Politics In Film Essay

Politics In Film Essay-37
As this statistic rises, so does the level of decimation of families of color.The stronger the protest for rights, the harder the system fights back against it with means of incarceration.Each interviewee is shot in a location that evokes an industrial setting, which visually supports the theme of prison as a factory churning out the free labor that the 13th Amendment supposedly dismantled when it abolished slavery.

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However, it also was being a typical Hollywood movie at times.

This was mostly true in the cases where the President came off being naïve, when he through caution into the wind for a girlfriend, and at other times, like when he was to dignified to join into the smear campaign.

It serves as a reminder that far too often, people of color are seen as simply that, regardless of who they are. This dehumanization allowed for the acceptance of laws and ideas that had more than a hint of bias. cocaine possession and plea bargains accepted by innocent people too terrified to go to trial.

We also learn that a troubling percentage of people remain in jail because they’re too poor to post their own bail.

The film builds its case piece by shattering piece, inspiring levels of shock and outrage that stun the viewer, leaving one shaken and disturbed before closing out on a visual note of hope designed to keep us on the hook as advocates for change.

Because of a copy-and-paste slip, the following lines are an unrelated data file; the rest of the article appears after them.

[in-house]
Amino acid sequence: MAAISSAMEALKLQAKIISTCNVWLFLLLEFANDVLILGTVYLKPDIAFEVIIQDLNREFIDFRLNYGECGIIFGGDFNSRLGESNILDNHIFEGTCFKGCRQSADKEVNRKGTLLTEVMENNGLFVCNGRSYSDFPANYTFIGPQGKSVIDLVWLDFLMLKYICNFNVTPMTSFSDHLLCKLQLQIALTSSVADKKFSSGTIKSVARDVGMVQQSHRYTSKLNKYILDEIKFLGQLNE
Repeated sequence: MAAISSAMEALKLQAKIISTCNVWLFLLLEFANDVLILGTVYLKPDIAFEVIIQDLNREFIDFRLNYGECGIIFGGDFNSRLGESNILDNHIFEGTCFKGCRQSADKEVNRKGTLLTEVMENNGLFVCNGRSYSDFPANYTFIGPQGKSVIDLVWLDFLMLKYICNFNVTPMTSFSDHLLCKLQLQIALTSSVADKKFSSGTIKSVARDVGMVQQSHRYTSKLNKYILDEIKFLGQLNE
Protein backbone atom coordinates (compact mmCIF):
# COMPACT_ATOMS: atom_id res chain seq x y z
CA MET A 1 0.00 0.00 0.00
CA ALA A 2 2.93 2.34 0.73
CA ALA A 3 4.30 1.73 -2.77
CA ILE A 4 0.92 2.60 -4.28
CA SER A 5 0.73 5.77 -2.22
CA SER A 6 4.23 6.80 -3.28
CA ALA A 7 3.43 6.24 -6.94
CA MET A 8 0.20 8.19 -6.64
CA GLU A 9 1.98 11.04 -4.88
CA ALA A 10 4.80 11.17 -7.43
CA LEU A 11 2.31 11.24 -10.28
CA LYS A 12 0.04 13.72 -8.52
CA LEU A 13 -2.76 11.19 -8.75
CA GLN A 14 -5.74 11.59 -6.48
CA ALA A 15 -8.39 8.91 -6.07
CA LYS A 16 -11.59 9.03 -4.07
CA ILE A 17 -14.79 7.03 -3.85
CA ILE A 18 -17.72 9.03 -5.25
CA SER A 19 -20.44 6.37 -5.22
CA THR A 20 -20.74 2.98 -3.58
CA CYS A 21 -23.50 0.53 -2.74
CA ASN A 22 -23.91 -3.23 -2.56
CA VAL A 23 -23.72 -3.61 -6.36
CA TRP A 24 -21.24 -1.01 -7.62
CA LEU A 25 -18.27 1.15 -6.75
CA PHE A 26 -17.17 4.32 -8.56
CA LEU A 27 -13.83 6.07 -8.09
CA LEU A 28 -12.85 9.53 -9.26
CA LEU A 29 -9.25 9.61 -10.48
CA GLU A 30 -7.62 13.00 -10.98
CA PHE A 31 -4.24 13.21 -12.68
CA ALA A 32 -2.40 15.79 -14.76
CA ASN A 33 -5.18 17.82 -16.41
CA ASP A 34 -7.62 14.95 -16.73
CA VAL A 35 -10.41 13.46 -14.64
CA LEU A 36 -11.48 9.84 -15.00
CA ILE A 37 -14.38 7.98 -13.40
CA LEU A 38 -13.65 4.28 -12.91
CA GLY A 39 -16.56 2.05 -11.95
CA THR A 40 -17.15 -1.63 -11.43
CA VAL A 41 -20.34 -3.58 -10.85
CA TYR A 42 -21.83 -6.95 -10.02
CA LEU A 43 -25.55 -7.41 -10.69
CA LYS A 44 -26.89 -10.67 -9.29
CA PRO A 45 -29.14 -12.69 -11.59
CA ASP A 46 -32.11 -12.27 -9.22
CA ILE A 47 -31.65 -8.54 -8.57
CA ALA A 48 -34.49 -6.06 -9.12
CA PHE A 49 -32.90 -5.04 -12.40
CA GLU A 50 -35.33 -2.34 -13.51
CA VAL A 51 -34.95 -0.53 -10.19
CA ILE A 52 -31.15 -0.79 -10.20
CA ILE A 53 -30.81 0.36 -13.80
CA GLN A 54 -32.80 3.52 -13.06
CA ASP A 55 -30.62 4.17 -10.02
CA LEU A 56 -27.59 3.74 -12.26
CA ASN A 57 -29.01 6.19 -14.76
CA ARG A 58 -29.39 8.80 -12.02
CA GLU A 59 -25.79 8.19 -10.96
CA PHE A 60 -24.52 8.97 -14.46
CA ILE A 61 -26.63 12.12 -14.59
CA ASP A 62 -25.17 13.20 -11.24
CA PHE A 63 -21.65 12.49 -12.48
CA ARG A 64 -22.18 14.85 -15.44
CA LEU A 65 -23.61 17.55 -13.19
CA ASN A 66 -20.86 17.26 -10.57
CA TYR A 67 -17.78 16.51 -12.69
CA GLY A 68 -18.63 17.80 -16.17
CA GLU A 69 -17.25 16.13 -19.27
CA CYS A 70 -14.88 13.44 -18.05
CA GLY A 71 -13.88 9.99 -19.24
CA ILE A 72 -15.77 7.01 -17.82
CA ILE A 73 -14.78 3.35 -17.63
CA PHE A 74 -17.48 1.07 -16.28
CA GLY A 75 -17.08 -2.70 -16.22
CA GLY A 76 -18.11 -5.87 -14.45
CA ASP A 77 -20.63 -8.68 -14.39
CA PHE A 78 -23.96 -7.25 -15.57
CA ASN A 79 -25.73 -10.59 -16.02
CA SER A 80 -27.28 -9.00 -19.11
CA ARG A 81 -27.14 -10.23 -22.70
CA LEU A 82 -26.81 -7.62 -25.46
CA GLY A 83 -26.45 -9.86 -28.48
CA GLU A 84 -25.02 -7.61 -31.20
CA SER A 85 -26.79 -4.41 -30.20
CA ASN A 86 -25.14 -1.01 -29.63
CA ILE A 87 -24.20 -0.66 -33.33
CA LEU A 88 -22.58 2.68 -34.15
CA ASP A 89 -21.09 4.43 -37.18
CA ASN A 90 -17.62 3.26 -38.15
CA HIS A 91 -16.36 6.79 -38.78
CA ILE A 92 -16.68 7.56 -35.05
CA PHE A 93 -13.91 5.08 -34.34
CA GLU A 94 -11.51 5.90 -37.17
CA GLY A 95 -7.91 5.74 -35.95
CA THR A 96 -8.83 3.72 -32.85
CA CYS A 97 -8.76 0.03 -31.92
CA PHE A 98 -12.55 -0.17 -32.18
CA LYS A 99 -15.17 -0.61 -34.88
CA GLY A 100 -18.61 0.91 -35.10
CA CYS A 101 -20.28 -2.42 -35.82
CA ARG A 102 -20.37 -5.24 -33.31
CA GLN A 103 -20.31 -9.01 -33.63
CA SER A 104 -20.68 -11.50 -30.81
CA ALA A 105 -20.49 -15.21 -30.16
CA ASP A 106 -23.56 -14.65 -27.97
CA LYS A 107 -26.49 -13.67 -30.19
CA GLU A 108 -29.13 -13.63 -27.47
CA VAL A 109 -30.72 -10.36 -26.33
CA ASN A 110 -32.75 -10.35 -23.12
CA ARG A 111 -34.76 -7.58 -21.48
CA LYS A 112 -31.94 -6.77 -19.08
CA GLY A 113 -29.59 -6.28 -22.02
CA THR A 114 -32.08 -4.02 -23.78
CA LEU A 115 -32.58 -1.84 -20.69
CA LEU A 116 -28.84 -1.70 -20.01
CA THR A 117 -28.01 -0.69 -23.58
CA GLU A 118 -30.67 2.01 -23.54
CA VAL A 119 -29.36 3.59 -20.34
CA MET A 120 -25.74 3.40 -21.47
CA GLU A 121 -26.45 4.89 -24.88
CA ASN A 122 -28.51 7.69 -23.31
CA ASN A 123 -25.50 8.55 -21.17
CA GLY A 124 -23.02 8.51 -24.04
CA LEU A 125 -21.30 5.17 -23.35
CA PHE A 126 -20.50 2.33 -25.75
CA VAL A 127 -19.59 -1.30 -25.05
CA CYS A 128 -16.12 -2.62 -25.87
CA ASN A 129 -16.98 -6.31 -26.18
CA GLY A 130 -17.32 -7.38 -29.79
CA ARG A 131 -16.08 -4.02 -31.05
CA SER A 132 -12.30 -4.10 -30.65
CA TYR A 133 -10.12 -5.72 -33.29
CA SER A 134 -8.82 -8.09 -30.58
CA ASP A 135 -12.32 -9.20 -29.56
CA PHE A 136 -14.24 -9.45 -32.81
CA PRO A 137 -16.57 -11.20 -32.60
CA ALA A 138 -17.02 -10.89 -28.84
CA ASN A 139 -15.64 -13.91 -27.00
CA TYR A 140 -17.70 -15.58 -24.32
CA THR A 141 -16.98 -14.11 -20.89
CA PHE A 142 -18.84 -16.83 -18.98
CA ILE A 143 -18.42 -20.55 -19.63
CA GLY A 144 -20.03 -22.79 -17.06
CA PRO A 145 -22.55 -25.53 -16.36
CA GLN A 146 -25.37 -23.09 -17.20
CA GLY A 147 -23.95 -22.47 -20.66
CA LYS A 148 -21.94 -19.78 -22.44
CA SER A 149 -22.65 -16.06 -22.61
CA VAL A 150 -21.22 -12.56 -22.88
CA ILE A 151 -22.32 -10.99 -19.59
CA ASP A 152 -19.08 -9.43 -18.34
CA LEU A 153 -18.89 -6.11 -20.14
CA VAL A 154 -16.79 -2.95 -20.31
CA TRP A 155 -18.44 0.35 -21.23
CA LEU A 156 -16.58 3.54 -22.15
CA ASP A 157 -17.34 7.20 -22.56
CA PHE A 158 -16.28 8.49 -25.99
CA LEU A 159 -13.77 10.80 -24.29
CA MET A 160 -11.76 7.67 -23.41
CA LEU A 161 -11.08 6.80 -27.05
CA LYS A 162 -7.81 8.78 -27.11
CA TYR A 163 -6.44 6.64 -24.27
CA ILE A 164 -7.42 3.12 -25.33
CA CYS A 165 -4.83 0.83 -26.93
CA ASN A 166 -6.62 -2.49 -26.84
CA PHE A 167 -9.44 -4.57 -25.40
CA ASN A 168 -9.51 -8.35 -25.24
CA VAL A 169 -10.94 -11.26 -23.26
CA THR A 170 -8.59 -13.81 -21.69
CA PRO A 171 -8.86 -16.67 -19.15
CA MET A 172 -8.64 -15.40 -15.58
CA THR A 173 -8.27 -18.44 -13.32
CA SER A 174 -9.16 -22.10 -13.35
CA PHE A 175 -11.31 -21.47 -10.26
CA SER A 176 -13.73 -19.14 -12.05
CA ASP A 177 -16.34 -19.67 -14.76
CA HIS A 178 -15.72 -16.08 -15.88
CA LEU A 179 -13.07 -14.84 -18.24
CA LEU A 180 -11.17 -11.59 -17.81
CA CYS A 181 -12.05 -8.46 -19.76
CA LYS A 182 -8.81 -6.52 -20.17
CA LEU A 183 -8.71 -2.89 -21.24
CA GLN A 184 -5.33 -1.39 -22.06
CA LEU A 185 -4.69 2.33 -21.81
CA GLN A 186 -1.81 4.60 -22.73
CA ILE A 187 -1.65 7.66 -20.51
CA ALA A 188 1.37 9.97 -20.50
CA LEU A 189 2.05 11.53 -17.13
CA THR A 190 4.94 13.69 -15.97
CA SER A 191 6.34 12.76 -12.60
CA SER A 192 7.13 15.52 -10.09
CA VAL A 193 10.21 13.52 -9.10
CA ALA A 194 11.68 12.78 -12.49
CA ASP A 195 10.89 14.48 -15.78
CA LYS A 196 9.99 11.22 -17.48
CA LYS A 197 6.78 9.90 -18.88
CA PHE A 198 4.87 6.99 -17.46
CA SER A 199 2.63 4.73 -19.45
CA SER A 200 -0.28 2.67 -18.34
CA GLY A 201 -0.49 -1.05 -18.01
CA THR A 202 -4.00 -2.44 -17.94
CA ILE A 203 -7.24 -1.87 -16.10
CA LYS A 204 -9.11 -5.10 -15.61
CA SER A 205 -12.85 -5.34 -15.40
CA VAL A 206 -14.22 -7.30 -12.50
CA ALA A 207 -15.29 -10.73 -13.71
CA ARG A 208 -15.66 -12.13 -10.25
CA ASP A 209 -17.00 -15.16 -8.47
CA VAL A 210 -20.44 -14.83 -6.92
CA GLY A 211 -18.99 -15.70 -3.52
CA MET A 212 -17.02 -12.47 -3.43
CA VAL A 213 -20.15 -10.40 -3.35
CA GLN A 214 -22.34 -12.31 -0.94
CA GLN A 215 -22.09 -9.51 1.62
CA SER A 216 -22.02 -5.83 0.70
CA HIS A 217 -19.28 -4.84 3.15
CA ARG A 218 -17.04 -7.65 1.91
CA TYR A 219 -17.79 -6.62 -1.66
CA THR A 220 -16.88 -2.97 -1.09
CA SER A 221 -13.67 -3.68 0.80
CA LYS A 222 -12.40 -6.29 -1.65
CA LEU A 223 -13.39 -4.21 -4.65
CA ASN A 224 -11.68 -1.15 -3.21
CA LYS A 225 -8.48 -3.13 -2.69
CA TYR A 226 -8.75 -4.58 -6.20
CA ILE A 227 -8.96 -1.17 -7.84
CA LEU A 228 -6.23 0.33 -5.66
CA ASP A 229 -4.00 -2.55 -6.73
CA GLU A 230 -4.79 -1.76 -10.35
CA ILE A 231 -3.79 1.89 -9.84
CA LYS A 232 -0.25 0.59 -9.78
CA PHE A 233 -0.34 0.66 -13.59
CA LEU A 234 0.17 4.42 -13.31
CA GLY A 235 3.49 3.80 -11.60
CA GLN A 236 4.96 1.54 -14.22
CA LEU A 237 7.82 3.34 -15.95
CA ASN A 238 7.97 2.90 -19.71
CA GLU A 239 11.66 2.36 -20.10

“13th” begins with an alarming statistic: One out of four African-American males will serve prison time at one point or another in their lives.

Profit becomes the major by-product of this cycle, with an organization called ALEC providing a scary, sinister influence on building laws that make its corporate members richer.

Several times throughout “13th” there is a shock cut to the word CRIMINAL, which stands alone against a black background and is centered on the huge movie screen. Griffith’s “The Birth of a Nation”, Du Vernay traces the myth of the scary Black felon with supernatural levels of strength and deviant sexual potency, a myth designed to terrify the majority into believing that only White people were truly human and deserving of proper treatment.

The duly convicted part may have been questionable, but by no means did it need to be justifiably proven.

So begins a cycle that Du Vernay examines in each of its evolving iterations; when one method of subservience-based terror falls out of favor, another takes its place.


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